More can be done to educate about danger of opioids
As Pennsylvania and the nation face down an opioid crisis killing thousands, there are some lessons to be gained from looking backward to other drug and substance abuse crises of the past.
For decades, the nation has campaigned against the dangers of smoking, snorting cocaine, and driving while under the influence of alcohol. Media campaigns, billboards, speeches, high school assemblies have been venues for messages meant to frighten young people.
These powerful messages were designed to prevent fatal mistakes of driving after a night of drinking.
Those messages are still seen and heard, and there are still far too many drunk driving deaths.
But DUIs have been replaced as a parent’s worst nightmare by the spectre of opioid and heroin addiction and overdose deaths.
A pair of studies released in 2015 by the National Highway Traffic Safety Administration revealed that campaigns to combat drunk driving are working, but use of marijuana and prescription drugs is increasingly prominent on the highways.
One study found that the number of drivers with alcohol in their system had declined by nearly one-third since 2007, and by more than three-quarters since the first survey in 1973. But that same survey found a large increase in the number of drivers using marijuana or other illegal drugs.
In the 2014 survey, nearly one in four drivers tested positive for at least one drug that could affect safety.
“America made drunk driving a national issue and while there is no victory as long as a single American dies in an alcohol-related crash, a onethird reduction in alcohol use over just seven years shows how a focused effort and cooperation among the federal government, states and communities, law enforcement, safety advocates and industry can make an enormous difference,” said NHTSA Administrator Mark Rosekind at the time of the studies’ release.
In another study examining the reduction in drunken driving over the past 15 years, public relations and education campaigns were among the factors found to be contributing to the decrease, along with increased DUI enforcement and ignition-lock devices.
“Friends don’t let friends drive drunk” is a mantra that’s played out today at parties, gathering and bars, which didn’t exist 20 years ago. Drinkers turn in their keys at the door at parties and more likely sleep on a friend’s couch before nodding off behind the wheel.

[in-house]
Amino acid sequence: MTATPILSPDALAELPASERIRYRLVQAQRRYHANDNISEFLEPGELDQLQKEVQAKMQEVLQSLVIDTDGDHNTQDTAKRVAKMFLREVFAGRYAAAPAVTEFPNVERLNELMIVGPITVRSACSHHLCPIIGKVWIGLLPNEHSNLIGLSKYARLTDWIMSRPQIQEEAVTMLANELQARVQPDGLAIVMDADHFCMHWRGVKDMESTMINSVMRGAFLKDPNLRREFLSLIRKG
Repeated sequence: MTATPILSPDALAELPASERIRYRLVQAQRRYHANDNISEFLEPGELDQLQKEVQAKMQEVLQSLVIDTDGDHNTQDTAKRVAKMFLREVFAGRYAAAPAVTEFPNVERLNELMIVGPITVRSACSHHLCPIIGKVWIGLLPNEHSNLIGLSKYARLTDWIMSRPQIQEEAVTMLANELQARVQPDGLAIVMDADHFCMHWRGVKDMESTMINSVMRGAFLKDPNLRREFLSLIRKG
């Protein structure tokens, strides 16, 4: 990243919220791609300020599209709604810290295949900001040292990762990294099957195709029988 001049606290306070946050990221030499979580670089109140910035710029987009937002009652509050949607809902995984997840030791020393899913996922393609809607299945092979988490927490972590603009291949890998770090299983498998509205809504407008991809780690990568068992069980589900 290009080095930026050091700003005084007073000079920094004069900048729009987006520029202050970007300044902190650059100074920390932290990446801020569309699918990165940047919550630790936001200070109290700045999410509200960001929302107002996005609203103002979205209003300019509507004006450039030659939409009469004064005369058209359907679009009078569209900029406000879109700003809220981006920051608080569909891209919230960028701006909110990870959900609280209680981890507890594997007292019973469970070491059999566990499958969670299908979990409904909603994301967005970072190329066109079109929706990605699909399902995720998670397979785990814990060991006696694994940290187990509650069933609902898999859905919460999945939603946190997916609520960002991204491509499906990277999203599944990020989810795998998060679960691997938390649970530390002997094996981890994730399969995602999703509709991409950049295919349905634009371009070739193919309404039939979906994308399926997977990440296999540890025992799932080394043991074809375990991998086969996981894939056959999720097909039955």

Today the crisis threatening young lives is opioid abuse, often starting with a prescription for pain killers for an injury or with unused pills found in a household medicine cabinet.
The road those pills may lead someone down is not obvious. Fear of pills — of taking a few more for the pain or of experimenting with them just one time — has not been drilled into the minds of young people.
Last week, Gov. Tom Wolf declared the state’s opioid addiction epidemic a public health emergency and pledged state resources to combat it.
The declaration included 13 initiatives to bolster state and local response for stronger monitoring to prevent prescription abuse, improved immediate response to overdoses and improved tools to save lives, and better access to treatment centers.
Similarly in New Jersey, the ReachNJ campaign has blanketed the region with a message that drug use requires help and that help is available.
These are critical and vitally important steps to save lives and restore hope to families.
But there is another campaign that should be waged to battle the insidious threat of opioid abuse and heroin addiction: A public relations and education campaign that highlights the risks of pill abuse.
In addition to the proactive and life-saving initiatives for treatment, we suggest the state, and the nation, wage a campaign aimed at stopping young people from ever taking that first or that extra pill.
If the message broadcast, repeated and printed countless times about drinking and driving took hold with a generation, then a similar message about prescription opioids may have an effect on a new generation.
“Friends don’t let friends pop pain-killers.” When that message is taken to heart, when peer pressure works against drug use, there may be some hope at ending this epidemic.